Background & aims: Costs of management of irritable bowel syndrome (IBS) are unknown. The direct medical charges in community subjects with IBS were estimated.
Methods: An age- and sex-stratified random sample of residents of Olmsted County, Minnesota, ranging in age from 20 to 95 years, was mailed a valid self-report questionnaire. Subjects were categorized as having IBS, having some symptoms but inadequate criteria for IBS, and controls. All charges (in 1992 U.S. dollars) for health services rendered in the year before completing the survey were obtained (except outpatient medications).
Results: A total of 88% of subjects with IBS, 86% of subjects with some symptoms of IBS, and 83% of controls incurred direct medical charges during the study year. The odds of incurring charges were 1.6 times greater in subjects with IBS relative to those without symptoms (P < 0.01) adjusting for age, sex, education, marital status, and employment. Overall median charges incurred by subjects with IBS were $742 compared with $429 for controls and $614 for subjects with some symptoms. Among those subjects with nonzero charges, there were significant positive associations with age, higher education, and symptom groups (all P < 0.01) but not sex.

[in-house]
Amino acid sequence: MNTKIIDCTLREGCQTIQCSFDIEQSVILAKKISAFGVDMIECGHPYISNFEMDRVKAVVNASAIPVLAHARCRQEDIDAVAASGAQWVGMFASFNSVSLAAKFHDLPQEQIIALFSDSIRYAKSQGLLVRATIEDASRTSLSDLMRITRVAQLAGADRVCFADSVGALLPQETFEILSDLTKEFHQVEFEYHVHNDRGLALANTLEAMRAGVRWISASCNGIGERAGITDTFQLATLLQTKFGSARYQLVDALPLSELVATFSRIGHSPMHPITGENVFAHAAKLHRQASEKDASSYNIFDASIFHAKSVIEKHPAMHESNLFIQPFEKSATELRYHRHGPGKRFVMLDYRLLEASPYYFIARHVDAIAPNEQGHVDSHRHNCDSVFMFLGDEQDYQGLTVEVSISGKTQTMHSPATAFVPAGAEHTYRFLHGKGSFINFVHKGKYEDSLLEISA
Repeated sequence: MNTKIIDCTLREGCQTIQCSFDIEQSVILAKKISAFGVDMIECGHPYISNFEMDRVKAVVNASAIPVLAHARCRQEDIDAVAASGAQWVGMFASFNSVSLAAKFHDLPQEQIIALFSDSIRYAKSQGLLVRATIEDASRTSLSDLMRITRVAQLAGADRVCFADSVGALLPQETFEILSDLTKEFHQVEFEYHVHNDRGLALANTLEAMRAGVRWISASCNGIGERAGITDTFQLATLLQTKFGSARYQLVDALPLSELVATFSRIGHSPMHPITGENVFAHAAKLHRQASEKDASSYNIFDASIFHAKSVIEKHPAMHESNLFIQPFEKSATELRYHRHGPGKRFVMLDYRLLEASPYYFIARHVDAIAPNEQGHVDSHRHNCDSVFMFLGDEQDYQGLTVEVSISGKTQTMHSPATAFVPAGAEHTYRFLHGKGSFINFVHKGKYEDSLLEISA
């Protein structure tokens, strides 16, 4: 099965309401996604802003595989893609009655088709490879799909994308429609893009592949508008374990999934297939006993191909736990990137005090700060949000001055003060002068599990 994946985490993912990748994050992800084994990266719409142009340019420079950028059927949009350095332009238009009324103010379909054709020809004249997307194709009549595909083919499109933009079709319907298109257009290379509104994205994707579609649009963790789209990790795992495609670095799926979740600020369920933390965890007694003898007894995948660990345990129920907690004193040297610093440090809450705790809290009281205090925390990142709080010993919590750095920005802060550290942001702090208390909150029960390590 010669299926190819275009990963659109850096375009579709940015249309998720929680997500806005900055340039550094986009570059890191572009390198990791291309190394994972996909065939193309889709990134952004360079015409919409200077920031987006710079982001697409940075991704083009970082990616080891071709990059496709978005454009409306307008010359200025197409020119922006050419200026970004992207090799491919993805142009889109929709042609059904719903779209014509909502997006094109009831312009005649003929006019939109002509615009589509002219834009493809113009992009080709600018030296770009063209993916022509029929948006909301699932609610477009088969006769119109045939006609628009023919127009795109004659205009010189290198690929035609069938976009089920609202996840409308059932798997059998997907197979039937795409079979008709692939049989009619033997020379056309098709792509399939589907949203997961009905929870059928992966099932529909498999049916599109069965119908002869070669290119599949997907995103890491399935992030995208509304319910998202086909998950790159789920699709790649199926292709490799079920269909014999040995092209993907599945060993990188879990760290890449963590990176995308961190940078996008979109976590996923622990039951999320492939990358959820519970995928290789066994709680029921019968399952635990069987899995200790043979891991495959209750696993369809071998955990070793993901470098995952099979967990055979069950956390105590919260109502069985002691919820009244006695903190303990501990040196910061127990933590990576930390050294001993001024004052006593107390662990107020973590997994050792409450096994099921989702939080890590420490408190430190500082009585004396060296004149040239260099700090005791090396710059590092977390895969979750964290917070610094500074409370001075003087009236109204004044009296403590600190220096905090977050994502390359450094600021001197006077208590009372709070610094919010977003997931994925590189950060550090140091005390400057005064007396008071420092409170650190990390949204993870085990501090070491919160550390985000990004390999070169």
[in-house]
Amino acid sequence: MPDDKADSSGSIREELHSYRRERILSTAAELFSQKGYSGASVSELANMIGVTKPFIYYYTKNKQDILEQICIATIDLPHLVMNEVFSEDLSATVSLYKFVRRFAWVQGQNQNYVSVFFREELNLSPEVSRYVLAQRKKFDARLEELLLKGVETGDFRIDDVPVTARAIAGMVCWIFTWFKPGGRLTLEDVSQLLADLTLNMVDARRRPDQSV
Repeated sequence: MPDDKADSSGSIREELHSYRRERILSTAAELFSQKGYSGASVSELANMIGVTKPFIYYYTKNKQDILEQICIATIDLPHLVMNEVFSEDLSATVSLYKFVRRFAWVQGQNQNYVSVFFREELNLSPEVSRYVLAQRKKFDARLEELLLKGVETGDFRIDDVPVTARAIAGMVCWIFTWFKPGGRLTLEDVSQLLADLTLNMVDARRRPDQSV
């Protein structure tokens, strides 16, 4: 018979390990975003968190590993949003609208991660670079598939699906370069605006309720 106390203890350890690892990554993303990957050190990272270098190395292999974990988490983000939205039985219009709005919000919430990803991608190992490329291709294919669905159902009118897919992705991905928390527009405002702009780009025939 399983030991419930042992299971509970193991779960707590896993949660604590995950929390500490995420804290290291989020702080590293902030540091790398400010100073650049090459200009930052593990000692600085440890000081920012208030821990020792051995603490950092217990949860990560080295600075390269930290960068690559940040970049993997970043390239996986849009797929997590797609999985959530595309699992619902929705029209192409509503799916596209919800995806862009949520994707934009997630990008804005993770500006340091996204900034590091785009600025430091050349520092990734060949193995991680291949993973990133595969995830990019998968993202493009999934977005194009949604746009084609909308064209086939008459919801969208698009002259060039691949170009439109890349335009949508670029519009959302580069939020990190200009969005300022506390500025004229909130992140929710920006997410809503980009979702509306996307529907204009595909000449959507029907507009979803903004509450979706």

Conclusions: The economic impact of IBS is significant. A better understanding of the determinants of these costs is needed so that cost-saving strategies can be implemented.